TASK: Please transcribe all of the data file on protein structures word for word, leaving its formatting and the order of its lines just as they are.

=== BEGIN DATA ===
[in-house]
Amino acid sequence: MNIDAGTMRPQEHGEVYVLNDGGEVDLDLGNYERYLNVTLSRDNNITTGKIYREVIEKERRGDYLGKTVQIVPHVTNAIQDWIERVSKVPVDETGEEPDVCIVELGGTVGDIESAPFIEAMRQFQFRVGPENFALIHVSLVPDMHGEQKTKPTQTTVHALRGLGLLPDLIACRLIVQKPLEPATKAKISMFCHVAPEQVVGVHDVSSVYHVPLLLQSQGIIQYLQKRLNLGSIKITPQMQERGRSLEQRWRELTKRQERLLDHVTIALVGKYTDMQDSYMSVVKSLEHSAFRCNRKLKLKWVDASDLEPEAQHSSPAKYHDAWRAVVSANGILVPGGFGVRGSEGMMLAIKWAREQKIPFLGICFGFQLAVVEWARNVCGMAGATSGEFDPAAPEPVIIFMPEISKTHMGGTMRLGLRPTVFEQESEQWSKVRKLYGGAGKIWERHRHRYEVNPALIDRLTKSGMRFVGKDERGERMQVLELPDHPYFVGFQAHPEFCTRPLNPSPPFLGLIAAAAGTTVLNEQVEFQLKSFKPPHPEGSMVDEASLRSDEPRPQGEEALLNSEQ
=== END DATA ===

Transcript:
[in-house]
Amino acid sequence: MNIDAGTMRPQEHGEVYVLNDGGEVDLDLGNYERYLNVTLSRDNNITTGKIYREVIEKERRGDYLGKTVQIVPHVTNAIQDWIERVSKVPVDETGEEPDVCIVELGGTVGDIESAPFIEAMRQFQFRVGPENFALIHVSLVPDMHGEQKTKPTQTTVHALRGLGLLPDLIACRLIVQKPLEPATKAKISMFCHVAPEQVVGVHDVSSVYHVPLLLQSQGIIQYLQKRLNLGSIKITPQMQERGRSLEQRWRELTKRQERLLDHVTIALVGKYTDMQDSYMSVVKSLEHSAFRCNRKLKLKWVDASDLEPEAQHSSPAKYHDAWRAVVSANGILVPGGFGVRGSEGMMLAIKWAREQKIPFLGICFGFQLAVVEWARNVCGMAGATSGEFDPAAPEPVIIFMPEISKTHMGGTMRLGLRPTVFEQESEQWSKVRKLYGGAGKIWERHRHRYEVNPALIDRLTKSGMRFVGKDERGERMQVLELPDHPYFVGFQAHPEFCTRPLNPSPPFLGLIAAAAGTTVLNEQVEFQLKSFKPPHPEGSMVDEASLRSDEPRPQGEEALLNSEQ